Scalable Graph Exploration on Multicore Processors
"... Abstract—Many important problems in computational sciences, social network analysis, security, and business analytics, are dataintensive and lend themselves to graphtheoretical analyses. In this paper we investigate the challenges involved in exploring very large graphs by designing a breadthfirs ..."
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Cited by 45 (1 self)
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Abstract—Many important problems in computational sciences, social network analysis, security, and business analytics, are dataintensive and lend themselves to graphtheoretical analyses. In this paper we investigate the challenges involved in exploring very large graphs by designing a breadthfirst search (BFS) algorithm for advanced multicore processors that are likely to become the building blocks of future exascale systems. Our new methodology for largescale graph analytics combines a highlevel algorithmic design that captures the machineindependent aspects, to guarantee portability with performance to future processors, with an implementation that embeds processorspecific optimizations. We present an experimental study that uses stateoftheart Intel Nehalem EP and EX processors and up to 64 threads in a single system. Our performance on several benchmark problems representative of the powerlaw graphs found in realworld problems reaches processing rates that are competitive with supercomputing results in the recent literature. In the experimental evaluation we prove that our graph exploration algorithm running on a 4socket Nehalem EX is (1) 2.4 times faster than a Cray XMT with 128 processors when exploring a random graph with 64 million vertices and 512 millions edges, (2) capable of processing 550 million edges per second with an RMAT graph with 200 million vertices and 1 billion edges, comparable to the performance of a similar graph on a Cray MTA2 with 40 processors and (3) 5 times faster than 256 BlueGene/L processors on a graph with average degree 50. I.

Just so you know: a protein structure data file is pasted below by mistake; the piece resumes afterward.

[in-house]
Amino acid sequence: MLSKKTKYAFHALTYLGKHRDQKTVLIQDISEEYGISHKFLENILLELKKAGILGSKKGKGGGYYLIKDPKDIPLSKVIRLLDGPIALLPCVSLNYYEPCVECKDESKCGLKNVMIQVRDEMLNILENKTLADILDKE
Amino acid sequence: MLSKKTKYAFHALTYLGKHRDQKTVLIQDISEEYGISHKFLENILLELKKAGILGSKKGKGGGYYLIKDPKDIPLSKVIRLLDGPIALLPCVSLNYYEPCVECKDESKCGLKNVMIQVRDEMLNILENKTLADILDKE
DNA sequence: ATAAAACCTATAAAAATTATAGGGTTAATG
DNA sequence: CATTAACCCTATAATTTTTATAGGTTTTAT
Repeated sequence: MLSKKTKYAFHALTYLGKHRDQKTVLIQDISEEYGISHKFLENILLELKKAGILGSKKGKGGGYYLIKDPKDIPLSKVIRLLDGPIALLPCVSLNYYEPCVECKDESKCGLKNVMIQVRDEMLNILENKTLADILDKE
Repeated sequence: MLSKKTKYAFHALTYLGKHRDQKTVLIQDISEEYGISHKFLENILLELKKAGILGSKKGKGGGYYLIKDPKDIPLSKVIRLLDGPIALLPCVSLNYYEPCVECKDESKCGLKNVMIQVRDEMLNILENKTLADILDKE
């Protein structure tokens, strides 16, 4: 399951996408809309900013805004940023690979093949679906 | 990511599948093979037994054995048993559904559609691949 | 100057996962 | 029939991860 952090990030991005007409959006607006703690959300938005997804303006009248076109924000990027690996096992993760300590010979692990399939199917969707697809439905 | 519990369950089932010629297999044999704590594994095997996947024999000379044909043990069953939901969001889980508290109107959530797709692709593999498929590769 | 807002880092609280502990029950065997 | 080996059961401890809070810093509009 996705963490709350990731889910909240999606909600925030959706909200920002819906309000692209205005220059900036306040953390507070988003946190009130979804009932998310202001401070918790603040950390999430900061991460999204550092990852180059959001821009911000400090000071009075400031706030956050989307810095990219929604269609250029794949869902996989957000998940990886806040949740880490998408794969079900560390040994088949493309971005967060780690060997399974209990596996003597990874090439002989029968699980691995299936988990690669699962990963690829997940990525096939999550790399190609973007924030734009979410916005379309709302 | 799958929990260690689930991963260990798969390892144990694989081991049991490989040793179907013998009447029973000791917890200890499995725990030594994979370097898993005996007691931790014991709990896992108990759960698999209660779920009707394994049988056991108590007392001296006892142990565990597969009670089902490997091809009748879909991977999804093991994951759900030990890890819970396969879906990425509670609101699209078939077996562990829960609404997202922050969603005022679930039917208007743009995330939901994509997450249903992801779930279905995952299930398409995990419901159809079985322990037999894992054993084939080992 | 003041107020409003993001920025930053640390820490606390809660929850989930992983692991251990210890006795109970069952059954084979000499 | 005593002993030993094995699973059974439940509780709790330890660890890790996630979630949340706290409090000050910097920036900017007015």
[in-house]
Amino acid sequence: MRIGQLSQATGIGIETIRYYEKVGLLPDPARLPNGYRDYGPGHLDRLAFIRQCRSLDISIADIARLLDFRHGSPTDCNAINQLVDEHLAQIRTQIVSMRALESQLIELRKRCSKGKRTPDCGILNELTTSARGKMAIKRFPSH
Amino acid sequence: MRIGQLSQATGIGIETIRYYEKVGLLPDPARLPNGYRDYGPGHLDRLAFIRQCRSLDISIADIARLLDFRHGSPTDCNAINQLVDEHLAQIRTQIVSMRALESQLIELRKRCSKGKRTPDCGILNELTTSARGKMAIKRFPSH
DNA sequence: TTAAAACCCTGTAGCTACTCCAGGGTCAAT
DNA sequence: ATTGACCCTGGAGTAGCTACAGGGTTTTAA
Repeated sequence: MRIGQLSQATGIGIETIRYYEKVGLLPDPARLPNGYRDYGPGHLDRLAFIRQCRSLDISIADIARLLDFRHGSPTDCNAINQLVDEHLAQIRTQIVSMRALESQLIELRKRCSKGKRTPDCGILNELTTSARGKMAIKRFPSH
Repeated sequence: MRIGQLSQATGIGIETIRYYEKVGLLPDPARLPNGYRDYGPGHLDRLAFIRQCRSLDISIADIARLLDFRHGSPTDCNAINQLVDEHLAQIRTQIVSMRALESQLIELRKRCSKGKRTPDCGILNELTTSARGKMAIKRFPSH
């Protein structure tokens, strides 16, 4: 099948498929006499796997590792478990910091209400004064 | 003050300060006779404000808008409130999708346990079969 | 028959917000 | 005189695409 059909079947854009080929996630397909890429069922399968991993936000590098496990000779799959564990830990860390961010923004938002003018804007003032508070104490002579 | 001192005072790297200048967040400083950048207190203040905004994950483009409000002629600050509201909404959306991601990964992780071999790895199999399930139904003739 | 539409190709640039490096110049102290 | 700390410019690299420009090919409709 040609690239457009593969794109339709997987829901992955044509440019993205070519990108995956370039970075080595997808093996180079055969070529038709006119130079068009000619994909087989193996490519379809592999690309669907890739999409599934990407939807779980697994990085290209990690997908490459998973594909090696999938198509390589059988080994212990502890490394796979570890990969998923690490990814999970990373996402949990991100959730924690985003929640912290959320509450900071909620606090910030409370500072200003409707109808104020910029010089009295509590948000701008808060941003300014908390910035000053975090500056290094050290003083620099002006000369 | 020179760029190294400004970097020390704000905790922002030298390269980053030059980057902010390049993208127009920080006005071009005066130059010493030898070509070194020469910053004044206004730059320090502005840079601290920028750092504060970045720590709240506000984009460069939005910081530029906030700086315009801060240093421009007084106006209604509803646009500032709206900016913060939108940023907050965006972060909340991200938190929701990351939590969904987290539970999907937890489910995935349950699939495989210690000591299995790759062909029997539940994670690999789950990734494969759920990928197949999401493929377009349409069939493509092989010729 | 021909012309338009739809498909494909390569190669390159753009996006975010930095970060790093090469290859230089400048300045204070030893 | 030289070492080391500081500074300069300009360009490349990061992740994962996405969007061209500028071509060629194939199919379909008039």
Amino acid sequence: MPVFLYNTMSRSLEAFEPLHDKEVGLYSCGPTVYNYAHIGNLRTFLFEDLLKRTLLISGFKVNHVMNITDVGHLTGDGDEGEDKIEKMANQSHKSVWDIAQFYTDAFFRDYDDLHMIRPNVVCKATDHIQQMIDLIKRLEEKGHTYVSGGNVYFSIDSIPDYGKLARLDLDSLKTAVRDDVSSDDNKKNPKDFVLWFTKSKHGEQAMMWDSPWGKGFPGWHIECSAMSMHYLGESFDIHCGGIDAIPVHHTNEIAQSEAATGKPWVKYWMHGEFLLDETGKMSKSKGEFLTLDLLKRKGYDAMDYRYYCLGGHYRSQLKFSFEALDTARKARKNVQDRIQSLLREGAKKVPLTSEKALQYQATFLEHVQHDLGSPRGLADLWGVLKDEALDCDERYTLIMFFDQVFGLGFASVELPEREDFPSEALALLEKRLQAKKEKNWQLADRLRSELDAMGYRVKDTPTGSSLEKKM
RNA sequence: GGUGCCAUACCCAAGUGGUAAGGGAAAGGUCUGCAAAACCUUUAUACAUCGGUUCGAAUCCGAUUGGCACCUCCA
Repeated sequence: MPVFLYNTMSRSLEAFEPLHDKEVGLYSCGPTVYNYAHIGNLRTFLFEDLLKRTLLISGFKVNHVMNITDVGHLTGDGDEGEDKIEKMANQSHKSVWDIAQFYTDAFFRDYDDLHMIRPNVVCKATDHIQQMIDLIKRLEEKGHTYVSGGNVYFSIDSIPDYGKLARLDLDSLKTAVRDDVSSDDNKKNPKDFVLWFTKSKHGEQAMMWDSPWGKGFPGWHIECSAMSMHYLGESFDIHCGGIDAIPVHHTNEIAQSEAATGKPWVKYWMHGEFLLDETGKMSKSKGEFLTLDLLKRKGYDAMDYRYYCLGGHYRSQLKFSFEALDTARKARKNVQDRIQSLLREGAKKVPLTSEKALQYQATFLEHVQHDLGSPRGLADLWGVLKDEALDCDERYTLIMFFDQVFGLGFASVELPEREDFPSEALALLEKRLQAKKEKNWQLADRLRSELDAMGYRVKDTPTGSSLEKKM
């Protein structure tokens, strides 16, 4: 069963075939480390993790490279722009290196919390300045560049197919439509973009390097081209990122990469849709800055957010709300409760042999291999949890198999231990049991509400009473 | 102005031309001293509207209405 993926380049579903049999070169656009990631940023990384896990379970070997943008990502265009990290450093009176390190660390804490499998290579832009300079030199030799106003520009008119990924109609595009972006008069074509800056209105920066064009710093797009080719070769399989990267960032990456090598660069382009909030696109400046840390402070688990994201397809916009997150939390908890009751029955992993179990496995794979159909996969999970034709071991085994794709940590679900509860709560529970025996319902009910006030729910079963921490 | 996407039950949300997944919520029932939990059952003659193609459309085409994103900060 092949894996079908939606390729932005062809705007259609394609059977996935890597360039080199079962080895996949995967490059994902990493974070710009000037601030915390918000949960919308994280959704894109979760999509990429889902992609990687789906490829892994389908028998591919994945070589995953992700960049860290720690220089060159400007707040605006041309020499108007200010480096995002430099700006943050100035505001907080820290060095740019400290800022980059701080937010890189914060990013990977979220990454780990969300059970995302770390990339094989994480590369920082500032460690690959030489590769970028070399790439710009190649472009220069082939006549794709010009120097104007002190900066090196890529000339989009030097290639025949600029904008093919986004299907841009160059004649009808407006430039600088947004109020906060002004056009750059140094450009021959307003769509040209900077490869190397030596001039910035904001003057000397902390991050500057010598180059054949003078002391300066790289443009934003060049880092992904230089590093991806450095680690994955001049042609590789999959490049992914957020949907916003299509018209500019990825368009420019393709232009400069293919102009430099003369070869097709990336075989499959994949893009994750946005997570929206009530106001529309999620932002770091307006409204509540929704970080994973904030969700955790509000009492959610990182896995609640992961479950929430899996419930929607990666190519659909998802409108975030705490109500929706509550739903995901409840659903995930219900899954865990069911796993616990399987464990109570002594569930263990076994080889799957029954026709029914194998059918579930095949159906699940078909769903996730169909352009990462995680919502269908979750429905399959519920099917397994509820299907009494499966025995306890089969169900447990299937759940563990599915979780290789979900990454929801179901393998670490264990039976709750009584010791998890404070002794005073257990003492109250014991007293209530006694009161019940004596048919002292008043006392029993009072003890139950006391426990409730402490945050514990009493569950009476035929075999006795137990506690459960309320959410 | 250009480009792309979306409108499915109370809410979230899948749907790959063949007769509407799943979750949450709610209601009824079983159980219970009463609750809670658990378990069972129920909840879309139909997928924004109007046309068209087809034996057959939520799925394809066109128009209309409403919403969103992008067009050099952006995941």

An experimental study of a parallel shortest path algorithm for solving largescale graph instances
 Ninth Workshop on Algorithm Engineering and Experiments (ALENEX 2007)
, 2007
"... We present an experimental study of the single source shortest path problem with nonnegative edge weights (NSSP) on largescale graphs using the $\Delta$stepping parallel algorithm. We report performance results on the Cray MTA2, a multithreaded parallel computer. The MTA2 is a highend shared m ..."
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Cited by 17 (3 self)
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We present an experimental study of the single source shortest path problem with nonnegative edge weights (NSSP) on largescale graphs using the $\Delta$stepping parallel algorithm. We report performance results on the Cray MTA2, a multithreaded parallel computer. The MTA2 is a highend shared memory system offering two unique features that aid the efficient parallel implementation of irregular algorithms: the ability to exploit finegrained parallelism, and lowoverhead synchronization primitives. Our implementation exhibits remarkable parallel speedup when compared with competitive sequential algorithms, for lowdiameter sparse graphs. For instance, $\Delta$stepping on a directed scalefree graph of 100 million vertices and 1 billion edges takes less than ten seconds on 40 processors of the MTA2, with a relative speedup of close to 30. To our knowledge, these are the first performance results of a shortest path problem on realistic graph instances in the order of billions of vertices and edges.